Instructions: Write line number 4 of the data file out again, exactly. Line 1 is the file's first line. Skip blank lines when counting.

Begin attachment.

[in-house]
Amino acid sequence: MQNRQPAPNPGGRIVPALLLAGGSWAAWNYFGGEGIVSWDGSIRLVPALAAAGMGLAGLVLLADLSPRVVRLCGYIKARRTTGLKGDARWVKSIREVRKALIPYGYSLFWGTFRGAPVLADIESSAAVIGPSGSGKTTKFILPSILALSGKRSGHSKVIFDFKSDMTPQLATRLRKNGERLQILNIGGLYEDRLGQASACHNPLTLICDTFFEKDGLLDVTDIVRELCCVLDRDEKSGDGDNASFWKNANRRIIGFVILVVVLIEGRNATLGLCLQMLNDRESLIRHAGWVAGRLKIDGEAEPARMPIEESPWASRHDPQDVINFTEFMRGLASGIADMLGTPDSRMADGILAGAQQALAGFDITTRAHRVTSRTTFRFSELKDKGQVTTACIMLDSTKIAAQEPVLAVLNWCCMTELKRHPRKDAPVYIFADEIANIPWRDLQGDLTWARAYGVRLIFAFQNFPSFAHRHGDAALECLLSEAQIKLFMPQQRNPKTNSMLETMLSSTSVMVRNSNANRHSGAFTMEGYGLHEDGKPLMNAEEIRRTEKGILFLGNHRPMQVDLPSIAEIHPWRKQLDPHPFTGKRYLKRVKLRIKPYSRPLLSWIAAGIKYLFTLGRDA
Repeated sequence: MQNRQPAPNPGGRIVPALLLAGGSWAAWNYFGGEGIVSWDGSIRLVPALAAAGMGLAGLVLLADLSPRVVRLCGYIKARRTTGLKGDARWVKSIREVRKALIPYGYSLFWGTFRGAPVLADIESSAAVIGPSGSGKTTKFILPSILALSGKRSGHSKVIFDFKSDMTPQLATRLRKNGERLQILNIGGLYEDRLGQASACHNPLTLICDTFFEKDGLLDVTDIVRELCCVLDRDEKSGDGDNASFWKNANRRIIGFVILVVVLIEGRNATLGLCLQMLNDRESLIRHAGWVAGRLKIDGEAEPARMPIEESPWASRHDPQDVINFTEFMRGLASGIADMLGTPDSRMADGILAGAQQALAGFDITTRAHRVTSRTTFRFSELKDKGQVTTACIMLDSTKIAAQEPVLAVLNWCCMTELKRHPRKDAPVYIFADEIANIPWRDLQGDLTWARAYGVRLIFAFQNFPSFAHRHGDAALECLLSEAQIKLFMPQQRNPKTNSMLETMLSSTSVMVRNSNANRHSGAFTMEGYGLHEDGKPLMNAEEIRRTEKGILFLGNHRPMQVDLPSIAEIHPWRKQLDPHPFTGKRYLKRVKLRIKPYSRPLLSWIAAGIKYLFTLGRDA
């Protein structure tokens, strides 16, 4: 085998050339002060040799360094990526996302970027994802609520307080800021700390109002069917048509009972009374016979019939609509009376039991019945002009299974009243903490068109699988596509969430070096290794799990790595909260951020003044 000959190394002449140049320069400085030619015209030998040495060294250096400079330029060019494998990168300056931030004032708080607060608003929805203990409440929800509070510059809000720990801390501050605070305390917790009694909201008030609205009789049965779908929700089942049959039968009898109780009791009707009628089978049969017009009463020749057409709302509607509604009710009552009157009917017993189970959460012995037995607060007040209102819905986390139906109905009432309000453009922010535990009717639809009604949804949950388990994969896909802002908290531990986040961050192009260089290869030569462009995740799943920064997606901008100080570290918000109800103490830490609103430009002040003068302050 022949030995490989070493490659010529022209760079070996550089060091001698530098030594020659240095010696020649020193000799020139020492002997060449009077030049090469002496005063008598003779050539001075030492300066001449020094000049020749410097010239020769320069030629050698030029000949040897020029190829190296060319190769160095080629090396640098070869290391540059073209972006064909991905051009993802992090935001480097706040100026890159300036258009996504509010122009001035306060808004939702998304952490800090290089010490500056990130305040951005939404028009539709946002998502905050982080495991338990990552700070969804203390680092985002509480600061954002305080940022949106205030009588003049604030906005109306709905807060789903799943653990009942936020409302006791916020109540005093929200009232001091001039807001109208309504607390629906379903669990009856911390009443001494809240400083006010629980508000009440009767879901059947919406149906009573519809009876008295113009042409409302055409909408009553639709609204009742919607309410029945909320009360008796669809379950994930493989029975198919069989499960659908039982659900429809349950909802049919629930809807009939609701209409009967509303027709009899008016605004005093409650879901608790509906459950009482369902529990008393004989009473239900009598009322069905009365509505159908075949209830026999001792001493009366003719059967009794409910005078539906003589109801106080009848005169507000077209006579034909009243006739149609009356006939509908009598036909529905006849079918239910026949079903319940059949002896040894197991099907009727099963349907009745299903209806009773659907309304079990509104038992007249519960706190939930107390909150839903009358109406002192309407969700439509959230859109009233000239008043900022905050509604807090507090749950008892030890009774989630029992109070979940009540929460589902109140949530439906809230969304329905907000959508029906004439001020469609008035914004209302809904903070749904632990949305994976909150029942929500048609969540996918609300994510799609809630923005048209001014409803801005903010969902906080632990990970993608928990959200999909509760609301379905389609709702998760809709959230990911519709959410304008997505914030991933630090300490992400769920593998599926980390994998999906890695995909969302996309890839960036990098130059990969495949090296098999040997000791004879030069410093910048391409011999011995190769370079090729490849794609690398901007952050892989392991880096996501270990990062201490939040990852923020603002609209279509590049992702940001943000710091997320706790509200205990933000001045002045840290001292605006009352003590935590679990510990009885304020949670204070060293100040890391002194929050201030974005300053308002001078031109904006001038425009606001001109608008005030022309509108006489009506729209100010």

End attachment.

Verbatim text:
């Protein structure tokens, strides 16, 4: 085998050339002060040799360094990526996302970027994802609520307080800021700390109002069917048509009972009374016979019939609509009376039991019945002009299974009243903490068109699988596509969430070096290794799990790595909260951020003044 000959190394002449140049320069400085030619015209030998040495060294250096400079330029060019494998990168300056931030004032708080607060608003929805203990409440929800509070510059809000720990801390501050605070305390917790009694909201008030609205009789049965779908929700089942049959039968009898109780009791009707009628089978049969017009009463020749057409709302509607509604009710009552009157009917017993189970959460012995037995607060007040209102819905986390139906109905009432309000453009922010535990009717639809009604949804949950388990994969896909802002908290531990986040961050192009260089290869030569462009995740799943920064997606901008100080570290918000109800103490830490609103430009002040003068302050 022949030995490989070493490659010529022209760079070996550089060091001698530098030594020659240095010696020649020193000799020139020492002997060449009077030049090469002496005063008598003779050539001075030492300066001449020094000049020749410097010239020769320069030629050698030029000949040897020029190829190296060319190769160095080629090396640098070869290391540059073209972006064909991905051009993802992090935001480097706040100026890159300036258009996504509010122009001035306060808004939702998304952490800090290089010490500056990130305040951005939404028009539709946002998502905050982080495991338990990552700070969804203390680092985002509480600061954002305080940022949106205030009588003049604030906005109306709905807060789903799943653990009942936020409302006791916020109540005093929200009232001091001039807001109208309504607390629906379903669990009856911390009443001494809240400083006010629980508000009440009767879901059947919406149906009573519809009876008295113009042409409302055409909408009553639709609204009742919607309410029945909320009360008796669809379950994930493989029975198919069989499960659908039982659900429809349950909802049919629930809807009939609701209409009967509303027709009899008016605004005093409650879901608790509906459950009482369902529990008393004989009473239900009598009322069905009365509505159908075949209830026999001792001493009366003719059967009794409910005078539906003589109801106080009848005169507000077209006579034909009243006739149609009356006939509908009598036909529905006849079918239910026949079903319940059949002896040894197991099907009727099963349907009745299903209806009773659907309304079990509104038992007249519960706190939930107390909150839903009358109406002192309407969700439509959230859109009233000239008043900022905050509604807090507090749950008892030890009774989630029992109070979940009540929460589902109140949530439906809230969304329905907000959508029906004439001020469609008035914004209302809904903070749904632990949305994976909150029942929500048609969540996918609300994510799609809630923005048209001014409803801005903010969902906080632990990970993608928990959200999909509760609301379905389609709702998760809709959230990911519709959410304008997505914030991933630090300490992400769920593998599926980390994998999906890695995909969302996309890839960036990098130059990969495949090296098999040997000791004879030069410093910048391409011999011995190769370079090729490849794609690398901007952050892989392991880096996501270990990062201490939040990852923020603002609209279509590049992702940001943000710091997320706790509200205990933000001045002045840290001292605006009352003590935590679990510990009885304020949670204070060293100040890391002194929050201030974005300053308002001078031109904006001038425009606001001109608008005030022309509108006489009506729209100010």